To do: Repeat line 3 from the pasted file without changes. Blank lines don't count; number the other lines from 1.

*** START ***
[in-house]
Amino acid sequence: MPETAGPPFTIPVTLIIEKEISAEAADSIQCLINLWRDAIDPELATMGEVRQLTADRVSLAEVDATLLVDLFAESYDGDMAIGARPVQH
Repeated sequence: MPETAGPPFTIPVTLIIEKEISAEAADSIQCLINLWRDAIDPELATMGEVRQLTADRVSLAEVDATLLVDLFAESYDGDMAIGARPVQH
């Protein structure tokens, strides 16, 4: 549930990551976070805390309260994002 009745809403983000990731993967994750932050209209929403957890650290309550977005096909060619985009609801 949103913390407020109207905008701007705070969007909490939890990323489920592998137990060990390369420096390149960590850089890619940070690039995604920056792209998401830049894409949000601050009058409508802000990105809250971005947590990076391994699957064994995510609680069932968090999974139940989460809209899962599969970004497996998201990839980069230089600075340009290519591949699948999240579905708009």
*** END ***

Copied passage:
Repeated sequence: MPETAGPPFTIPVTLIIEKEISAEAADSIQCLINLWRDAIDPELATMGEVRQLTADRVSLAEVDATLLVDLFAESYDGDMAIGARPVQH